Twelve months ago Travis Smyth underwent a four-day transformation.

Entering the MMC Northern Territory PGA Championship at Palmerston Golf Course in Darwin’s eastern suburbs last September, Smyth was a highly regarded amateur who had already made his presence felt in professional tournaments. He left the NT not with the winner’s cheque for $22,500 but something infinitely more valuable; belief.

A wire-to-wire, six-shot victory propelled Smyth into the professional ranks riding a wave of momentum. The year since has been one of discovery, both as a player and a person.

In his first three tournaments as a full member of the ISPS Handa PGA Tour of Australasia, Smyth accumulated close to $50,000 and carried that form into Asian Tour qualifying school where he finished tied for third to earn his card.

In his first full year as a professional, Smyth has played tournaments in Australia, New Zealand, the United States, Korea, Bangladesh, Thailand, Malaysia, Indonesia and Fiji and says the experience of playing professional events as an amateur instilled a sense of confidence that has served him well.

“I did feel a lot more comfortable and I’d felt good playing as an amateur even before that victory,” Smyth said of his 2017 Territory triumph. “I was very fortunate to get a whole bunch of starts as an amateur because guys who turn pro with no professional starts are probably going to feel a bit lost out there because it is so new to them.”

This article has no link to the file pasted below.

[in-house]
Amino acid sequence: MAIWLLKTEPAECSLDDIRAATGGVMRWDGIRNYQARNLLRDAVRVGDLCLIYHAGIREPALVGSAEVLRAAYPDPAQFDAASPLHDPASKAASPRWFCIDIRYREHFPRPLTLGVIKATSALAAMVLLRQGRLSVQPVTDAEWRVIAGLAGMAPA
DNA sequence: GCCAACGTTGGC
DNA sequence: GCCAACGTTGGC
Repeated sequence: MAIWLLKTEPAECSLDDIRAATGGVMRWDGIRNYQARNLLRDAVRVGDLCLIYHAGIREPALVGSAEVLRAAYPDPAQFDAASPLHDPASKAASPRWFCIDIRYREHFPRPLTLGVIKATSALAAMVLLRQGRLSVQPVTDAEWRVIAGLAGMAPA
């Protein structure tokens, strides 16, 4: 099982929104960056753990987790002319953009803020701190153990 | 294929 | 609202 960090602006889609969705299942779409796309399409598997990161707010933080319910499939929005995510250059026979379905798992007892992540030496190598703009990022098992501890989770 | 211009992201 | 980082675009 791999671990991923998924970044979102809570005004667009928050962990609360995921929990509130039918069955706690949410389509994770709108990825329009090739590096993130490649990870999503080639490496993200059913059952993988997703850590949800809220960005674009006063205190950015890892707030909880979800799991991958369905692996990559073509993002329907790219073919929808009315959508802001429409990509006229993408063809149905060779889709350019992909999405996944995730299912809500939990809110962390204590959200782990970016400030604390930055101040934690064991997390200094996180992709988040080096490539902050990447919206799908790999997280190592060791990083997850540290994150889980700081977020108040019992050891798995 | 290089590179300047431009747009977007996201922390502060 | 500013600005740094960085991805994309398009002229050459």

An opening round of 63 set up a tie for 11th at the ISPS Handa New Zealand Open in March before he embarked on life on tour, missing the cut in a Web .com Tour event and in his first five starts in Asia. It was a steep learning curve but one the 23-year-old seems to have come out of with top-20 results at both the Royal Cup and Fiji International in his two most recent starts.

“I missed something like six cuts in a row, which I’ve never done in my life, so I feel like it’s taught me a lot,” said Smyth, who began his golf journey on the New South Wales South Coast before joining St Michael’s Golf Club in Sydney.

“It does feel a little bit different going out onto the Asian Tour because the players on average are a little bit better and it still feels like I need to perform and find my feet a bit more on that tour. So far I’ve been to at least 10 countries this year and every single course is different with different greens and different speeds so just getting accustomed to being able to adapt straight away because you don’t really have much time to prepare.

“That’s been the hardest part so far. It makes me feel a lot better when I do play well because I’ve felt the lows so badly, in my eyes anyway. I don’t take anything for granted anymore. I work my butt off and just keep playing well.”

Smyth’s title defence of the NT PGA headlines a star-studded field that also boasts New Zealand Open champion Daniel Nisbet, Victorian Open champion Simon Hawkes, former US PGA Tour players Michael Sim and James Nitties and 2018 tournament winners Daniel Fox (Queenslandd PGA), Michael Long (WA PGA) and Daniel Gale (PNG Open).

The MMC Northern Territory PGA Championship will be played at Palmerston Golf Course from tomorrow. In addition to the winner’s share of the $150,000 prize purse, the champion will receive Official World Golf Ranking Points and be fully exempt onto the PGA Tour of Australasia until the end of the 2019 season.